Vertrees was involved in Steamboat Springs’ stream management planning process which began in 2015. Kelly Romero–Heaney, Water Resources Manager with the City of Steamboat Springs, says it was prompted by some very dry years.
“You look back at 2002 when we had a critical drought year and the river got down to 17 CSF and we really saw an impact to aquatic life as a result. Fast forward 10 years to 2012, another drought year, it looked like the flows were going to drop down to that level again.”
But then the Colorado Water Trust stepped in and they worked out a an agreement to have water released out of Stage Coach Reservoir to help bolster flows.
“Once they did that, we realized then ok. maybe this is something we could figure out on a more sustainable level, more long term. But we realized it’s something that needs to be locally driven so it is sustainable.”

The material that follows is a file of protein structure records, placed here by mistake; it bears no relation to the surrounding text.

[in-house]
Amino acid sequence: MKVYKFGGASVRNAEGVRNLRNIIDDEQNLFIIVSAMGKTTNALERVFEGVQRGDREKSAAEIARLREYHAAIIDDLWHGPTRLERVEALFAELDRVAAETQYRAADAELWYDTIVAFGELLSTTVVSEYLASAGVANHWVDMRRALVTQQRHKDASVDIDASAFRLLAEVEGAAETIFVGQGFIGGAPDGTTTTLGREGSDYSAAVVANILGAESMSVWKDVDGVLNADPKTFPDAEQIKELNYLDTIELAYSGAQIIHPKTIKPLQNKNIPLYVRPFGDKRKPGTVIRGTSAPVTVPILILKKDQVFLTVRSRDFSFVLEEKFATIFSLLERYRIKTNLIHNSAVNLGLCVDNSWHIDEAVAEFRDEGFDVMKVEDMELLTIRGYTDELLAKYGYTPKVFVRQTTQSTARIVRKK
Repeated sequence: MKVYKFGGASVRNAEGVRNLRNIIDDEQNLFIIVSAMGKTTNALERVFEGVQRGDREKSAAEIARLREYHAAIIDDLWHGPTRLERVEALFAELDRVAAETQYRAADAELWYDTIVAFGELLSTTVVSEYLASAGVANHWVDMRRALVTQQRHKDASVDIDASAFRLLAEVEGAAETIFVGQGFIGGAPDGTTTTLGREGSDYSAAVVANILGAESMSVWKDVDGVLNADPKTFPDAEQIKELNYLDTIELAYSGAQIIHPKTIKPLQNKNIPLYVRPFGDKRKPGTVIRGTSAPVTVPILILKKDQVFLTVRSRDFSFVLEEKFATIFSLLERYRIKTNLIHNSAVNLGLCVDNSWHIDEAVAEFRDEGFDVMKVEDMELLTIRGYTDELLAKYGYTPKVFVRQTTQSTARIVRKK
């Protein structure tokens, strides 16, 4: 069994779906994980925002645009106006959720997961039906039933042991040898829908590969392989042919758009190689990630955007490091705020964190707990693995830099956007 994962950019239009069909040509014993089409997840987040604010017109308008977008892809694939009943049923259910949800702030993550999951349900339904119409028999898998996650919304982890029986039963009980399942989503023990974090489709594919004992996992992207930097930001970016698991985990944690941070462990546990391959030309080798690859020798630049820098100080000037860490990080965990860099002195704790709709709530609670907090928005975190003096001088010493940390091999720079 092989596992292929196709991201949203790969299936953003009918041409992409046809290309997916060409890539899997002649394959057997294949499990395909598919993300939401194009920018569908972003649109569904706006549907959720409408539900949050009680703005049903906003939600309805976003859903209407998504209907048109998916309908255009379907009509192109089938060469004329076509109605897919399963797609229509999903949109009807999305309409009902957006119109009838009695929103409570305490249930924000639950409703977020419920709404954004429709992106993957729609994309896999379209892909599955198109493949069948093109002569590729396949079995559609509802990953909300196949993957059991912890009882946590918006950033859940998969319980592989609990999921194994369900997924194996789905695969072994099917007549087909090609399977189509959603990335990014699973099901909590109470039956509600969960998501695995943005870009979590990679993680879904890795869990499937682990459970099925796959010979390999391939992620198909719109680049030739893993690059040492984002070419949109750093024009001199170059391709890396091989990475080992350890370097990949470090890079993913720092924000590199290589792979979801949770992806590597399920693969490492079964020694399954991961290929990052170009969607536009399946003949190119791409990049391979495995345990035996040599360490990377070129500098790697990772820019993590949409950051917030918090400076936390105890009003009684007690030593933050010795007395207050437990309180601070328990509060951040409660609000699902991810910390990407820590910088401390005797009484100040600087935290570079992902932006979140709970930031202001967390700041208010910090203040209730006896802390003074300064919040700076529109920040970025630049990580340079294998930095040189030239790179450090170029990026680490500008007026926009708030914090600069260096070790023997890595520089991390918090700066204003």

Locally driven projects are exactly what the Colorado Water Conservation Board had in mind when they outlined their vision for stream management plans in the state’s first Water Plan. Nicole Seltzer, another Steamboat Springs resident, and science and policy manager for River Network, says the state wants local communities to be in the driver seat in terms of river health planning.
“Specific to protecting and enhancing stream flows, the plan calls for 80% of locally prioritized rivers to be covered by stream management plans by the year 2030.”
River Network is a nonprofit that is working with communities around the state who are looking to undertake a stream management plan – something which could help rivers in times of drought and in times of over allocation of water.